Johnnie Ingram: I think, personally, the tone of the show is pretty heavy if you take out all the fun sort of cards and you take out the drag show and the entrance. I equate it to queer life. Sometimes, for some people, it can be very heavy. But what is really great about queer life, if you go to the gay bar, you see a drag show and then like [claps] you get the moment of being able to brush off the day and just be able to celebrate yourself, put your hands in the air and be your authentic self. In carefully crafting this show, we really wanted to ground these are real people, they’re real lives, we want that authenticity, but the authenticity, if you watch it wall to wall, is a hard watch. What it’s like is these beats in between, and the opening and then the drag show. It’s almost like queer life; you need a beat of levity to get through all the hard stuff.
Stephen Warren: All our song choices, wardrobe choices, the tone overall of what we’re trying to communicate, we are not being angry confrontational television. We are television that is led by our desire, and our showrunners’ desire, to try to show that people can connect that wouldn’t otherwise be able to connect.
The show is not afraid to leave things unresolved or not deliver what might be the expected ending. What was it like accepting that not every story would be neatly wrapped up?
SW: We are so careful about not pushing, ever. If we don’t get a story we expect, then we don’t get a story we expect. We’re going to tell the story of these people’s lives. That’s what our mission is. Going back to the first season, when we were really putting the whole show together in Gettysburg, all of us were hoping there would be a hug between [formerly homophobic mom] Erica and [daughter] Hailey. There was no hug, and then Eureka brilliantly is outside talking with Erica afterward with half their clothes on, and says, “You know, sometimes it’s just showing up that’s the first step.” That was a seminal moment for the show, because when that happened, it gave us the freedom to be able to, for the rest of the series, hopefully for years and years, people will not expect you’ve got to get that tight ending.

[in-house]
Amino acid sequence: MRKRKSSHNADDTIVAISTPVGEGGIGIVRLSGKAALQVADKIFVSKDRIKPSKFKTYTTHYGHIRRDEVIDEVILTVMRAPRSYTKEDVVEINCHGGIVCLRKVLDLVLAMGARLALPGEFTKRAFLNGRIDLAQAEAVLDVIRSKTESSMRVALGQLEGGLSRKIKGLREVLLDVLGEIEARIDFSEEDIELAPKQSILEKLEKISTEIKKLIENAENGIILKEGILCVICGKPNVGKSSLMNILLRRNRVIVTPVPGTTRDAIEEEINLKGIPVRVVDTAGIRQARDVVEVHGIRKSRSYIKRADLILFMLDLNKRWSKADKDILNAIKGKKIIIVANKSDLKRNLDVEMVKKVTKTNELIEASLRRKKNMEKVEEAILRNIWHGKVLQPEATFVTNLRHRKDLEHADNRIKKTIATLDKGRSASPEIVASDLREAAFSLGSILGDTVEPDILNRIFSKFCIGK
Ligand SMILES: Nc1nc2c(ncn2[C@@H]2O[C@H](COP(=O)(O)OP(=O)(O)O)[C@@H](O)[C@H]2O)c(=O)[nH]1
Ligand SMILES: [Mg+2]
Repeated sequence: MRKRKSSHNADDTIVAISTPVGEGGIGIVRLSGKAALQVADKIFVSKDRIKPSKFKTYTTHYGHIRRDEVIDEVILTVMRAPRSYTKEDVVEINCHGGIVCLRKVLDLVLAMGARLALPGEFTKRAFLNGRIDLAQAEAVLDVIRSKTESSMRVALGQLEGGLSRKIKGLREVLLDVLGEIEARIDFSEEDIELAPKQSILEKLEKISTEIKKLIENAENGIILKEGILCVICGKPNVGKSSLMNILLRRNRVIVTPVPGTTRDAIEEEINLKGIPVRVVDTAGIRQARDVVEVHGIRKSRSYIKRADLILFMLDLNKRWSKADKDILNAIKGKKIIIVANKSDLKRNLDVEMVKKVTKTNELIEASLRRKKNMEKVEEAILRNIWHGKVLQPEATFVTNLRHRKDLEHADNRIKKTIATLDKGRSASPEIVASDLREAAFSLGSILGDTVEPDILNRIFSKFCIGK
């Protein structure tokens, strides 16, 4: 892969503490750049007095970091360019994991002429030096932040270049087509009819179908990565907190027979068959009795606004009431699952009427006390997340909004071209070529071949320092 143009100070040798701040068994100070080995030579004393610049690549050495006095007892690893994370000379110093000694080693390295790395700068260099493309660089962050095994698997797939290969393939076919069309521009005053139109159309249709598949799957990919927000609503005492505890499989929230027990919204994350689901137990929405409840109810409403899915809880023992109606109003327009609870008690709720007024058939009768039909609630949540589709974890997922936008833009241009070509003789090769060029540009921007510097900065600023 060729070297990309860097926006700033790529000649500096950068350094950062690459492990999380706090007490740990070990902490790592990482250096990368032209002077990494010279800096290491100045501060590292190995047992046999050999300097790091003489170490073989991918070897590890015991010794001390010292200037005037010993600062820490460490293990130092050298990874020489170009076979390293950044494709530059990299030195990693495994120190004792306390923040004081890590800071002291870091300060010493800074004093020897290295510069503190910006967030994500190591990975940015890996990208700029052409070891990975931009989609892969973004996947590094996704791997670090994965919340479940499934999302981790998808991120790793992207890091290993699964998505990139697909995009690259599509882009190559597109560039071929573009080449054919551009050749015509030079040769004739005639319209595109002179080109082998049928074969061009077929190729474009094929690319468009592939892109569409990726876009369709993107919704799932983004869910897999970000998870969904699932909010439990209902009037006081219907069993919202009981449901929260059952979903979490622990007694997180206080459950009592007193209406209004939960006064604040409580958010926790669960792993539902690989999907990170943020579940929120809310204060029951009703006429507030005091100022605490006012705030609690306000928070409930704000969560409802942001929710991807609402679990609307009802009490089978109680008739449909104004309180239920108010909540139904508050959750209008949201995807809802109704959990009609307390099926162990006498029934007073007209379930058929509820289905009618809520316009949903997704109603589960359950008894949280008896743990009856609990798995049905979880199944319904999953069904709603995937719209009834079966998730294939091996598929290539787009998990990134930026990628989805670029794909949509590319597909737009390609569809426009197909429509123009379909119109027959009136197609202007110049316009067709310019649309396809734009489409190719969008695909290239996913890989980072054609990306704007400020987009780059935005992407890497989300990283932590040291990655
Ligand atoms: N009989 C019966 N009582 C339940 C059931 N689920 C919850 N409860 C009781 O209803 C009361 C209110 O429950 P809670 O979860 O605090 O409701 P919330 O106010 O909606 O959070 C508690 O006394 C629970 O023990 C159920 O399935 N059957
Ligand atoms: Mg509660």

You’ve said the three queens were your first and only choices to host, because of their talent, intelligence and most of all empathy, but what’s something special each queen uniquely brings to the show?
SW: I’ll start with Shangela. Shangela brings an effervescence and a charisma and a star power that light up a room and get everyone excited, everyone excited. Whether it’s a performance, which you naturally expect, or whether it’s providing insight you wouldn’t think about. What Shangela does is she lights up a room, she just lights it up.
JI: And Bob, Bob is just a wonderful light that loves to listen, is thoughtful, is exactly what you see on screen. It’s Bob. Bob’s drag artistry — all of them are world class, but Bob has a really unique way of telling a story unlike the others that is incredibly special, it’s intelligent, it’s thoughtful. Bob just has access to all these amazing people, and they all love Bob so much, and you just get the best drag. They all care incredibly about their drag kids. You don’t even get the whole story how they put these looks together. Bob is just a creative, intellectual, warm soul.